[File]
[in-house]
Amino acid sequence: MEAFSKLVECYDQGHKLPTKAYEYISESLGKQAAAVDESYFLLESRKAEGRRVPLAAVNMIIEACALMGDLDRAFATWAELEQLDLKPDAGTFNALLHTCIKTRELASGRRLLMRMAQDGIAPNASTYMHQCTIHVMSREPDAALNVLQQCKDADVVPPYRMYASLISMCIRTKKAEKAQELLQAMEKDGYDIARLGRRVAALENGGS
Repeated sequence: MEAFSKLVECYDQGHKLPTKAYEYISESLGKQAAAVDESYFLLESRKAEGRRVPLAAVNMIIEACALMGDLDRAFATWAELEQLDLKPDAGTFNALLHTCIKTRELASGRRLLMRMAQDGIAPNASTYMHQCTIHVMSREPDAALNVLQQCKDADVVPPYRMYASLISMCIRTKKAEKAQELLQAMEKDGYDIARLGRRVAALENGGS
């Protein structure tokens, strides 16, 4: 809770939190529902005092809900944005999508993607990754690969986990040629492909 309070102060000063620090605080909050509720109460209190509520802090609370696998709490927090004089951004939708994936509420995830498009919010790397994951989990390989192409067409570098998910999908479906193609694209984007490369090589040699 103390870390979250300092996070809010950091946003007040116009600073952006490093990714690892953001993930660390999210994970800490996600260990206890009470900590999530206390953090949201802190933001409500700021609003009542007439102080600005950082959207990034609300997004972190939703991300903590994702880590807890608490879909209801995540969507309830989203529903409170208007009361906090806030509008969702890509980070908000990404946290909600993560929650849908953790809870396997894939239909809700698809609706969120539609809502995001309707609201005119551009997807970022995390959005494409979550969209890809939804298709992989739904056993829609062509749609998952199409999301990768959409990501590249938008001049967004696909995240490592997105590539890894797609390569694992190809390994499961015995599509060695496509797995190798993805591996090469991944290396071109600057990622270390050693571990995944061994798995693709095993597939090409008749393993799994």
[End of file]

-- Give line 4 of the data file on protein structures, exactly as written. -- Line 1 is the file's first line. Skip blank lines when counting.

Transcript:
């Protein structure tokens, strides 16, 4: 809770939190529902005092809900944005999508993607990754690969986990040629492909 309070102060000063620090605080909050509720109460209190509520802090609370696998709490927090004089951004939708994936509420995830498009919010790397994951989990390989192409067409570098998910999908479906193609694209984007490369090589040699 103390870390979250300092996070809010950091946003007040116009600073952006490093990714690892953001993930660390999210994970800490996600260990206890009470900590999530206390953090949201802190933001409500700021609003009542007439102080600005950082959207990034609300997004972190939703991300903590994702880590807890608490879909209801995540969507309830989203529903409170208007009361906090806030509008969702890509980070908000990404946290909600993560929650849908953790809870396997894939239909809700698809609706969120539609809502995001309707609201005119551009997807970022995390959005494409979550969209890809939804298709992989739904056993829609062509749609998952199409999301990768959409990501590249938008001049967004696909995240490592997105590539890894797609390569694992190809390994499961015995599509060695496509797995190798993805591996090469991944290396071109600057990622270390050693571990995944061994798995693709095993597939090409008749393993799994």